Teaching Statement

Teaching is about engaging learners in real-world problems, using evidence and modeling to understand phenomena and encouraging the sharing of ideas to collectively make sense of the world. Strategies that can be used to encourage active, participatory learning include 1) integrating technology in learning environments, 2) situating learning as a social process, and 3) supporting learners through encouraging and accepting the integration of personal stories and backgrounds. I practice these strategies by:

  1. Integrating technology and learning: computers, cell phones, and other devices are powerful tools that can be used to catalyze learning. Technology enhances learning environments, as it connects people, places, and ideas, regardless of time or place. As a strong advocate for citizen science initiatives, especially initiatives that integrate technology, such as iNaturalist and the myFOSSIL app, I aim to teach science education courses that emphasize immersing learners in scientific data and using that data to make sense of phenomena through and with the use of technology. These apps can be used as classroom tools that encourage online and face-to-face interactions concerning science learning in the world.

    Additionally, by integrating social media sites such as Instagram, Twitter, and Snapchat in my teaching, I encourage learners to make their science learning accessible and meaningful to others. While working on a museum-centric grant in 2016, my colleague and I created instances for learners in an informal environment, including a Science Café and a museum exhibit, to interact with others about the topic of public health and climate change. In future courses, I anticipate modifying this strategy by asking students to create social media posts to engage audiences. In addition, I foresee integrating current informal learning spaces’ social media into course work by asking students to critique, develop, and produce their own social media plans, then present these plans to local informal institutions.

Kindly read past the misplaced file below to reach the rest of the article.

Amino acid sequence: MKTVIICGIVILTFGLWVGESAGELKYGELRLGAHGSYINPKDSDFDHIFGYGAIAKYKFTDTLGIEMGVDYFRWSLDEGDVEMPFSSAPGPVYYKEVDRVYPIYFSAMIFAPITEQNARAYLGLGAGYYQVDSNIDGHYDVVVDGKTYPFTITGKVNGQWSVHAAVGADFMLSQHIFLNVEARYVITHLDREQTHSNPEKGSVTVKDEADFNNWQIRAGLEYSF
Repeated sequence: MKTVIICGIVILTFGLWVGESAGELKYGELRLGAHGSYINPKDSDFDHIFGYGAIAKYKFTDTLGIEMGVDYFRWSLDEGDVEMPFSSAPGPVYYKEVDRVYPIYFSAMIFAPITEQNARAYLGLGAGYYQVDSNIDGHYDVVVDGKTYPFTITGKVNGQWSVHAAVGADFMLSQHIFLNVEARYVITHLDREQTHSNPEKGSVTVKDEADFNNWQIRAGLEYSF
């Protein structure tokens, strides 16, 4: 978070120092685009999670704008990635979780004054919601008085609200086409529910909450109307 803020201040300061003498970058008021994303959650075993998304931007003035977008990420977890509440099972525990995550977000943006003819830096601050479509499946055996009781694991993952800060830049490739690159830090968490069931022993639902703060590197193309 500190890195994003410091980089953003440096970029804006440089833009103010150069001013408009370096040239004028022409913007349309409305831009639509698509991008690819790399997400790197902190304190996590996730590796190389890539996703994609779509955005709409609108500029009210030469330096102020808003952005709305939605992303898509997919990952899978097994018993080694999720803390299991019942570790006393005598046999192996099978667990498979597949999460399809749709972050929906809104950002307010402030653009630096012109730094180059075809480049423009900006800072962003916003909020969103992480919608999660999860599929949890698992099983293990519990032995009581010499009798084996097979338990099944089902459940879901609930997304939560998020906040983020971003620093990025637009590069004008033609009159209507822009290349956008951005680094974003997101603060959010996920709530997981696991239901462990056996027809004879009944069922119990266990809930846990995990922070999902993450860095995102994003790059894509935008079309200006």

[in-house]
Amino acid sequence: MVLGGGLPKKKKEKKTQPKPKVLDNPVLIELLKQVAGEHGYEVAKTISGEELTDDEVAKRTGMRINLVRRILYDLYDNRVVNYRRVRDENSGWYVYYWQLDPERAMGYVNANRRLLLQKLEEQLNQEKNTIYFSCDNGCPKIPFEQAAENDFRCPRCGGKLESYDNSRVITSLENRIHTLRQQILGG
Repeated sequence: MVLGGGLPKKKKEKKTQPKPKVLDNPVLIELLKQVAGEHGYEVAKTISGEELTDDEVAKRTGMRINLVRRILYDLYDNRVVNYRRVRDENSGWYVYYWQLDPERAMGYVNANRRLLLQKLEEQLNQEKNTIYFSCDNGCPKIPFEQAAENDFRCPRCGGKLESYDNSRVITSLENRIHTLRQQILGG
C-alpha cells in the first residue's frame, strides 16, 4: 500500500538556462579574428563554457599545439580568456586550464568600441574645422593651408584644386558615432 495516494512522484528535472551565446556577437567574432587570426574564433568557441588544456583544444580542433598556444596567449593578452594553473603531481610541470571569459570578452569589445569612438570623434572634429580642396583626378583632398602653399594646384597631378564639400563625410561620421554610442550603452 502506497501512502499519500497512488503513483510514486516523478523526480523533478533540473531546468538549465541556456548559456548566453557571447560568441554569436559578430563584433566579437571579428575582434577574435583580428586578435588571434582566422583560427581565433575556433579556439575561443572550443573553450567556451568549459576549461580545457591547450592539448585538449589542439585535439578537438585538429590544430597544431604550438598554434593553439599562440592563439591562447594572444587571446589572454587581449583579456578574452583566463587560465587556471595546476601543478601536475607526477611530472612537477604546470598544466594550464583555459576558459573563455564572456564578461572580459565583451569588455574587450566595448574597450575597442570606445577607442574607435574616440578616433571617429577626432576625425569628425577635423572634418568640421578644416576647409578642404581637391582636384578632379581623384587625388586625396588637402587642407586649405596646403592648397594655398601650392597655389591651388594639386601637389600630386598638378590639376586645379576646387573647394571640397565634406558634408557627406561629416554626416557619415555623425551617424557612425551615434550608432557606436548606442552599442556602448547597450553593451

1. Situating learning as a social process: teaching is not imparting knowledge but rather co-constructing knowledge and meaning through questioning how STEM processes and practices work and what they mean for the people partaking in them. In the Undergraduate Educational Research course I taught in Spring 2018, students worked with STEM Education research faculty. Six professors worked with students in groups of 2-3 throughout the semester. All students submitted field notebooks, held discussions in class and online, and conducted peer review sessions in which they critiqued one another’s work. The course culminated in students presenting their semester’s work at the College of Education Research symposium, where the two of the three awards for best research poster were awarded to students enrolled in my course. This course emphasized the collaborative nature of learning, in which researchers and learners can be critical and supportive, inquiring and curious, and learn together as opposed to in isolation.
  2. Making space for personal backgrounds: Students and educators all bring their personal histories with them, we should not assume they shed their past experiences to put on the mantle of an attentive, docile tabula rasa. The ways in which each person experiences the world nuances the practices of teaching and learning. When I teach, I encourage learners to share their viewpoints because their past experiences might highlight other learners’ points of view and can challenge my own world view. In my Informal STEM Practice course, students, who were all in a pre-service teaching training program, created Pecha Kucha presentations that highlighted their experiences with museums or other informal learning environments. Feedback from students indicated that this assignment allowed them to consider their learning in informal spaces, something they had never done before. Following the course, many students wrote in their evaluations that the course helped them to consider new funds of knowledge that they could take into their classrooms. By sharing their past experiences and reflecting on their experiences during the semester, students gained a new perspective, which is one of my main goals as an educator.


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